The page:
S&P/ASX 200 Accumulation Index
















*MVW Inception date is 4 March 2014 a copy of the factsheet is here.

Chart 6 and Table 2 source: Morningstar Direct, VanEck as at 29 February 2024. The chart and table above show past performance of MVW and of the S&P/ASX 200. You cannot invest directly in an index. Results are calculated to the last business day of the month and assume immediate reinvestment of distributions. MVW results are net of management fees and other costs incurred in the fund, but before brokerage fees and bid/ask spreads incurred when investors buy/sell on the ASX. Returns for periods longer than one year are annualised. Past performance is not a reliable indicator of future performance. The S&P/ASX 200 Index is shown for comparison purposes as it is the widely recognised benchmark used to measure the performance of the broad Australian equities market. It includes the 200 largest ASX-listed companies, weighted by market capitalisation. MVW’s index measures the performance of the largest and most liquid ASX-listed companies, weighted equally at rebalance. MVW’s index has fewer companies and different industry allocations than the S&P/ASX 200. Click here for more details.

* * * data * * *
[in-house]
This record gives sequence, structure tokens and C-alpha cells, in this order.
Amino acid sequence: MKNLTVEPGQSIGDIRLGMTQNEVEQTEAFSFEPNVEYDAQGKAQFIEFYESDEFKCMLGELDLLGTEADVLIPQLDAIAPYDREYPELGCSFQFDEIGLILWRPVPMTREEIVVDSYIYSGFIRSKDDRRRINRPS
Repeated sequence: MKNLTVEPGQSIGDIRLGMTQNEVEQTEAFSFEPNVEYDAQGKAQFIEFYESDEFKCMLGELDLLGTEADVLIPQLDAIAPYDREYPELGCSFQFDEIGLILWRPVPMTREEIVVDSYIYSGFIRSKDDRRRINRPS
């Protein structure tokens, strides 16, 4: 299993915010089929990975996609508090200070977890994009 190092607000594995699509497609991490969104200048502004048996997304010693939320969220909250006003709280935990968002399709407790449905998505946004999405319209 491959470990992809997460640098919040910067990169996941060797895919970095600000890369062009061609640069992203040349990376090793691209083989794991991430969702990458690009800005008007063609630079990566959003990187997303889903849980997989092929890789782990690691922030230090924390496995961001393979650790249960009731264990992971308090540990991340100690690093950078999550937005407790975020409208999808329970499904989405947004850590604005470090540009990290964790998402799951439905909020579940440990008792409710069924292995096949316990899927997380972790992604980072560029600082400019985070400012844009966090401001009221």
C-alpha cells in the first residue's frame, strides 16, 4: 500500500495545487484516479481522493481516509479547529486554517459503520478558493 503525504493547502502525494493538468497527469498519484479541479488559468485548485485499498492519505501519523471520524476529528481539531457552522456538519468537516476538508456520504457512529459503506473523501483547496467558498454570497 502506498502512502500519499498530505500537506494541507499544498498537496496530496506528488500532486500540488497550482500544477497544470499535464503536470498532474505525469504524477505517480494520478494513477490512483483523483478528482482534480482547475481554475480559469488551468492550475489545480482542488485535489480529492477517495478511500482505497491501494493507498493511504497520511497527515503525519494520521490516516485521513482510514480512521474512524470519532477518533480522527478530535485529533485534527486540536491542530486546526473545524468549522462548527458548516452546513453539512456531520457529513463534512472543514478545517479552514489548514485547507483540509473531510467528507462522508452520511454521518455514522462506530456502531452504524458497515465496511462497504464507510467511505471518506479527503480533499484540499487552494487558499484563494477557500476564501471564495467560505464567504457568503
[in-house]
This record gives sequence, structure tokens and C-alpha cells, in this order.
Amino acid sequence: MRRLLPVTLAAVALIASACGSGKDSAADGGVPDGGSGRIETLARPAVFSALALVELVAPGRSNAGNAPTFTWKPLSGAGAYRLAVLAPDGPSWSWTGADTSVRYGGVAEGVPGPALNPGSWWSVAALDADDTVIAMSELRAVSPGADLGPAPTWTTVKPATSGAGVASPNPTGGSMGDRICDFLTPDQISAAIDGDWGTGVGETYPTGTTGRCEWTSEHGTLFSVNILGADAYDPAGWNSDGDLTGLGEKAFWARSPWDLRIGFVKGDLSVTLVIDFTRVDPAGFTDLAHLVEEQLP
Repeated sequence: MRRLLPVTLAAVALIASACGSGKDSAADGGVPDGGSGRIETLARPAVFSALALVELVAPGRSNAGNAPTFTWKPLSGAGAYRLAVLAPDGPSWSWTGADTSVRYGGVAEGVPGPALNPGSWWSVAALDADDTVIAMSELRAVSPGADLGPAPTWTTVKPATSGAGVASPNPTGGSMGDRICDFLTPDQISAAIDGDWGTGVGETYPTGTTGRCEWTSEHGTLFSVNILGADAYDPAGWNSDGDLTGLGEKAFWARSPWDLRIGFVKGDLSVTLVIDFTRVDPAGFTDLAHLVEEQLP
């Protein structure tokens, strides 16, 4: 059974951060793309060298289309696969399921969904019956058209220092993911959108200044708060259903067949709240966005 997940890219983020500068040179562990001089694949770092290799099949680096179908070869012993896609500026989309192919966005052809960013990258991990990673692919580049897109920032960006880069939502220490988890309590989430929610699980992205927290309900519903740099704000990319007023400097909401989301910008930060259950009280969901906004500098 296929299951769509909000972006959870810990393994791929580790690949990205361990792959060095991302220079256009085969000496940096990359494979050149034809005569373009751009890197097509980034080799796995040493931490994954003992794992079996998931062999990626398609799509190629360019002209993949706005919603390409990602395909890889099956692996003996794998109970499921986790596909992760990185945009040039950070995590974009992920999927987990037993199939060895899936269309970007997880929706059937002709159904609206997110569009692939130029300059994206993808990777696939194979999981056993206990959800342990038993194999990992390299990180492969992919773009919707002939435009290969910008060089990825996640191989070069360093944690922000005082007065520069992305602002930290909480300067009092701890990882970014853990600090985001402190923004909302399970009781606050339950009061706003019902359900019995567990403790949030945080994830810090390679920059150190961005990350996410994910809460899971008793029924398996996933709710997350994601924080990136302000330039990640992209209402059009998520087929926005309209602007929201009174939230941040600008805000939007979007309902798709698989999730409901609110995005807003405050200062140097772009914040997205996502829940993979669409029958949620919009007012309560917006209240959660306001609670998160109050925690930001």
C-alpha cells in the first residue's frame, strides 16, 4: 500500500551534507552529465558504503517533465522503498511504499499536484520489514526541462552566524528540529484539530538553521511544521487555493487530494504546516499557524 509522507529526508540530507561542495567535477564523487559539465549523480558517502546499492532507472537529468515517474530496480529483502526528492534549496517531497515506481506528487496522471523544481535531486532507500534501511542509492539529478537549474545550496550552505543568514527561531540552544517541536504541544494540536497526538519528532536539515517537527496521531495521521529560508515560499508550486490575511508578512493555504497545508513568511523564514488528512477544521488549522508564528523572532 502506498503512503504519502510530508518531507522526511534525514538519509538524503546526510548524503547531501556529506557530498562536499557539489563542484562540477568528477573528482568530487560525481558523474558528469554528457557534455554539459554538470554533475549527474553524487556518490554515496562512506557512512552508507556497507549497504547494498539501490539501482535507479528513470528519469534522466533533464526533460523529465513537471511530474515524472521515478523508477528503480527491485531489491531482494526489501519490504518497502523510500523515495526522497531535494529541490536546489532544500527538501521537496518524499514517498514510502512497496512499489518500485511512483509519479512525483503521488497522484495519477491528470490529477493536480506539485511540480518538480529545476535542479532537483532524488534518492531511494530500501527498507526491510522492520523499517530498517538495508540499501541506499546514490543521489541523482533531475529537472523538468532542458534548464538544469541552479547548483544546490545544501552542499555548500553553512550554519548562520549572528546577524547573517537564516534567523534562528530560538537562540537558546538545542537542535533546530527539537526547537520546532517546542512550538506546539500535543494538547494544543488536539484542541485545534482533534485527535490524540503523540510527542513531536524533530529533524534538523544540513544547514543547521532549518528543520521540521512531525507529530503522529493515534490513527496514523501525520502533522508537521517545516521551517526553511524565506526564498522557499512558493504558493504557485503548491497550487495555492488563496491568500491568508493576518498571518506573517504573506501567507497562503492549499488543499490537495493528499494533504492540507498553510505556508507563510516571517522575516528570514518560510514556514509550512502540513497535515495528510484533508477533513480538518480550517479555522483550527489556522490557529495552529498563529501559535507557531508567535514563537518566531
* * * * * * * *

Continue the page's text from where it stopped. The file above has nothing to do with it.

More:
MVW is being used by savvy investors as their core Australian equity portfolio, around which they add investment ideas. For example, should the economic environment become more favourable for banks, you can add to MVW by buying your preferred bank directly, as a satellite position. Alternatively, you could consider the VanEck Australian Banks ETF.

While each Australian equity approach, equal weight and market capitalisation, has its merit for portfolio inclusion, you should assess all the risks and consider your investment objectives.